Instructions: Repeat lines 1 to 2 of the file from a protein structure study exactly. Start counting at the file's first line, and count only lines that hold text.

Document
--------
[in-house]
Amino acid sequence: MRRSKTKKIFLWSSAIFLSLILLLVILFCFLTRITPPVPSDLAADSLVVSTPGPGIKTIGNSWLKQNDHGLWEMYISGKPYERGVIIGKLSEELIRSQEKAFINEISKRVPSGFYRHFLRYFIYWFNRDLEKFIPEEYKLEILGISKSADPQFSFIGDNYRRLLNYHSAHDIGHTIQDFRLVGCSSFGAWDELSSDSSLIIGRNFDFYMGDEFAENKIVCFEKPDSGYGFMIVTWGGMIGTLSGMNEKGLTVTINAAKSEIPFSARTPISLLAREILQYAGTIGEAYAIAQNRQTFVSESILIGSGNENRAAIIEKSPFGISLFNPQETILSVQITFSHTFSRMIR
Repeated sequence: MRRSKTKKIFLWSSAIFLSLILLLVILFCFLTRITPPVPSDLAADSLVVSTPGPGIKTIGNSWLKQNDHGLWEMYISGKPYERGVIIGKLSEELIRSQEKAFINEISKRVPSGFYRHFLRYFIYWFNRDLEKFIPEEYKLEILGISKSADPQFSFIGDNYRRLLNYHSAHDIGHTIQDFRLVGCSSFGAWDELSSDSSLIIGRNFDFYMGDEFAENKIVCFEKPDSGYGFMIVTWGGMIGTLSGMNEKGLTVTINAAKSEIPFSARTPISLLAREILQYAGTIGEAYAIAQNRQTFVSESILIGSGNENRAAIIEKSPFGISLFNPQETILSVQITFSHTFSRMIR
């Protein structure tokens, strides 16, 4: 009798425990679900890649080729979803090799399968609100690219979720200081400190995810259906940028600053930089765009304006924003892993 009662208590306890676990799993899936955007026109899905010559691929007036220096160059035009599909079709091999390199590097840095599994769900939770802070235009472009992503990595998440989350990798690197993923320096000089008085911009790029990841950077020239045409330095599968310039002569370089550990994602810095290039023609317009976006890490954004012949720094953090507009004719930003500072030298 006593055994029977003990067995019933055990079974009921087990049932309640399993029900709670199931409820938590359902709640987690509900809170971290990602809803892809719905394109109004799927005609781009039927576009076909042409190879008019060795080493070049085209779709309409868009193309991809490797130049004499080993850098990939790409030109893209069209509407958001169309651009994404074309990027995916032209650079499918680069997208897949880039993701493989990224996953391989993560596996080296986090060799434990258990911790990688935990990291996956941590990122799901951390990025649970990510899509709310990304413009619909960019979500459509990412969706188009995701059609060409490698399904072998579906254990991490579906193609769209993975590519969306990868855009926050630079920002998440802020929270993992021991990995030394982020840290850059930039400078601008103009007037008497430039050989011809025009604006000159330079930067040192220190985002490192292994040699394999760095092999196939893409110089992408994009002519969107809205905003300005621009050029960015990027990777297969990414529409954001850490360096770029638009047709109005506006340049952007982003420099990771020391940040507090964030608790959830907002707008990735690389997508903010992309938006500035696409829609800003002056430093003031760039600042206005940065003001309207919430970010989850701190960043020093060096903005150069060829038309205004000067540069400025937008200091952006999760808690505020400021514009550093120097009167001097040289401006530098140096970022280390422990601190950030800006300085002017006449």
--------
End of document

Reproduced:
[in-house]
Amino acid sequence: MRRSKTKKIFLWSSAIFLSLILLLVILFCFLTRITPPVPSDLAADSLVVSTPGPGIKTIGNSWLKQNDHGLWEMYISGKPYERGVIIGKLSEELIRSQEKAFINEISKRVPSGFYRHFLRYFIYWFNRDLEKFIPEEYKLEILGISKSADPQFSFIGDNYRRLLNYHSAHDIGHTIQDFRLVGCSSFGAWDELSSDSSLIIGRNFDFYMGDEFAENKIVCFEKPDSGYGFMIVTWGGMIGTLSGMNEKGLTVTINAAKSEIPFSARTPISLLAREILQYAGTIGEAYAIAQNRQTFVSESILIGSGNENRAAIIEKSPFGISLFNPQETILSVQITFSHTFSRMIR